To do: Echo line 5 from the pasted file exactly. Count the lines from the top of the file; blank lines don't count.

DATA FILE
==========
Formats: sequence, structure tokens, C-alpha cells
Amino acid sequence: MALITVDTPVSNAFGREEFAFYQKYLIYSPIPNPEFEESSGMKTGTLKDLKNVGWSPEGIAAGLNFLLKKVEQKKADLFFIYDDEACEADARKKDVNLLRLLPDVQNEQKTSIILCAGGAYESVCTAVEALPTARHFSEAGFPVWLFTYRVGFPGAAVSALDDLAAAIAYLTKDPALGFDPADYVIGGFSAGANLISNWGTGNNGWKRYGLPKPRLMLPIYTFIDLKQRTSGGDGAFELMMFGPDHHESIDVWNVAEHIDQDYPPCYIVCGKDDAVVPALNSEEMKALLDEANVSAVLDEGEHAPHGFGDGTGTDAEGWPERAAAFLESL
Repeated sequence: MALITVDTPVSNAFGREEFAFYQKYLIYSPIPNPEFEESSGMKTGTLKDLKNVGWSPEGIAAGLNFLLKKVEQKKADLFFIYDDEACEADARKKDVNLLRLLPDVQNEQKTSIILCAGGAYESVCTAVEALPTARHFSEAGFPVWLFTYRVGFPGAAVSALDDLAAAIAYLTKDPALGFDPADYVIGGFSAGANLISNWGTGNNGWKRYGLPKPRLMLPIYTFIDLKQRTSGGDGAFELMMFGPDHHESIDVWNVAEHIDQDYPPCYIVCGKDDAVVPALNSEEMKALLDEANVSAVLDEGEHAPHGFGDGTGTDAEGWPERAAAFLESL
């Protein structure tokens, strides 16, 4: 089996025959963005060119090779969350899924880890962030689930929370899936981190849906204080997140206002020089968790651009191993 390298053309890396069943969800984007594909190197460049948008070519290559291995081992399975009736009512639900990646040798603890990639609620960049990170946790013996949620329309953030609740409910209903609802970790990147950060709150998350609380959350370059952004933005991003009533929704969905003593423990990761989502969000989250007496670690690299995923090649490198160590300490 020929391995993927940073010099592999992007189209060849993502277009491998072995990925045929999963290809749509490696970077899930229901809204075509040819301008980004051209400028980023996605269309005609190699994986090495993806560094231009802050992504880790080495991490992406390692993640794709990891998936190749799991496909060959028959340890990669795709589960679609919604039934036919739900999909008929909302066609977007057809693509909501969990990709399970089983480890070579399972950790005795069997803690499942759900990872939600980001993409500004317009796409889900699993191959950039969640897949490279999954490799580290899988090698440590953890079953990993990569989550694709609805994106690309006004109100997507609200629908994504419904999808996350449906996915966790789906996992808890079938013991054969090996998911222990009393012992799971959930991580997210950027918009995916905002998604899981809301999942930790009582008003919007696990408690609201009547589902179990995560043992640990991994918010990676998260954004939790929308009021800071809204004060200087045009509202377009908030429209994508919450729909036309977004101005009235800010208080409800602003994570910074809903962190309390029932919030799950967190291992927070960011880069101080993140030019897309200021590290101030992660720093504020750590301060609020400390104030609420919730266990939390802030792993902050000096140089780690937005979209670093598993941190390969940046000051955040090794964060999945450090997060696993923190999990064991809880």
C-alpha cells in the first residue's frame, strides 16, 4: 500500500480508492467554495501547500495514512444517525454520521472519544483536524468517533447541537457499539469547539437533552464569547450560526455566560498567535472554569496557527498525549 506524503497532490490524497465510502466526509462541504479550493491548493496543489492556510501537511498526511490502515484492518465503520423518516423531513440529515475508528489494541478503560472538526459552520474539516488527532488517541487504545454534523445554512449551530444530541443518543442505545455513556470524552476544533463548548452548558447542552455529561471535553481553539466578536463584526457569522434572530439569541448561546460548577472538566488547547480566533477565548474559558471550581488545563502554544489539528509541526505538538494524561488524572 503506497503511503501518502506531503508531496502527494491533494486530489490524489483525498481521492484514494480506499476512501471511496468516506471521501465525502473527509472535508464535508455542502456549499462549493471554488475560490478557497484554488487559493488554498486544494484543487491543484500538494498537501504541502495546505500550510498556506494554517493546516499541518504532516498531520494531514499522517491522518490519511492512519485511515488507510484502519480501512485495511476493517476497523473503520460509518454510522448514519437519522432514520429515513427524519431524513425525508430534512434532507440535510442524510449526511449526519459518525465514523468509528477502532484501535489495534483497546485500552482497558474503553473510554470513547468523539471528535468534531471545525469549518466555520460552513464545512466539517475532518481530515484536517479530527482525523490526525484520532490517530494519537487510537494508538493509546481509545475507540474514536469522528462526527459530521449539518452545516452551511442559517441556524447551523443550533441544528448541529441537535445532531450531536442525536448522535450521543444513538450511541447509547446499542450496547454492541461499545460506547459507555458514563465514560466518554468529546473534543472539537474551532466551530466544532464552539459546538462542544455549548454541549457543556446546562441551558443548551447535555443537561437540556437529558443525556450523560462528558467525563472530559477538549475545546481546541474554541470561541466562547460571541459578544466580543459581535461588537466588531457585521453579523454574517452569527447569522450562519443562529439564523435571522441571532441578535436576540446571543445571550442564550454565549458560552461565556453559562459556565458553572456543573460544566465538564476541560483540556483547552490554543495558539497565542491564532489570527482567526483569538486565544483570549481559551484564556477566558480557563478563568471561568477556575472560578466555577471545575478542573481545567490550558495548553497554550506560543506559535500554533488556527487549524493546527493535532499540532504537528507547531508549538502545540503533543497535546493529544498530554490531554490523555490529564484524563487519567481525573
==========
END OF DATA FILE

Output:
C-alpha cells in the first residue's frame, strides 16, 4: 500500500480508492467554495501547500495514512444517525454520521472519544483536524468517533447541537457499539469547539437533552464569547450560526455566560498567535472554569496557527498525549 506524503497532490490524497465510502466526509462541504479550493491548493496543489492556510501537511498526511490502515484492518465503520423518516423531513440529515475508528489494541478503560472538526459552520474539516488527532488517541487504545454534523445554512449551530444530541443518543442505545455513556470524552476544533463548548452548558447542552455529561471535553481553539466578536463584526457569522434572530439569541448561546460548577472538566488547547480566533477565548474559558471550581488545563502554544489539528509541526505538538494524561488524572 503506497503511503501518502506531503508531496502527494491533494486530489490524489483525498481521492484514494480506499476512501471511496468516506471521501465525502473527509472535508464535508455542502456549499462549493471554488475560490478557497484554488487559493488554498486544494484543487491543484500538494498537501504541502495546505500550510498556506494554517493546516499541518504532516498531520494531514499522517491522518490519511492512519485511515488507510484502519480501512485495511476493517476497523473503520460509518454510522448514519437519522432514520429515513427524519431524513425525508430534512434532507440535510442524510449526511449526519459518525465514523468509528477502532484501535489495534483497546485500552482497558474503553473510554470513547468523539471528535468534531471545525469549518466555520460552513464545512466539517475532518481530515484536517479530527482525523490526525484520532490517530494519537487510537494508538493509546481509545475507540474514536469522528462526527459530521449539518452545516452551511442559517441556524447551523443550533441544528448541529441537535445532531450531536442525536448522535450521543444513538450511541447509547446499542450496547454492541461499545460506547459507555458514563465514560466518554468529546473534543472539537474551532466551530466544532464552539459546538462542544455549548454541549457543556446546562441551558443548551447535555443537561437540556437529558443525556450523560462528558467525563472530559477538549475545546481546541474554541470561541466562547460571541459578544466580543459581535461588537466588531457585521453579523454574517452569527447569522450562519443562529439564523435571522441571532441578535436576540446571543445571550442564550454565549458560552461565556453559562459556565458553572456543573460544566465538564476541560483540556483547552490554543495558539497565542491564532489570527482567526483569538486565544483570549481559551484564556477566558480557563478563568471561568477556575472560578466555577471545575478542573481545567490550558495548553497554550506560543506559535500554533488556527487549524493546527493535532499540532504537528507547531508549538502545540503533543497535546493529544498530554490531554490523555490529564484524563487519567481525573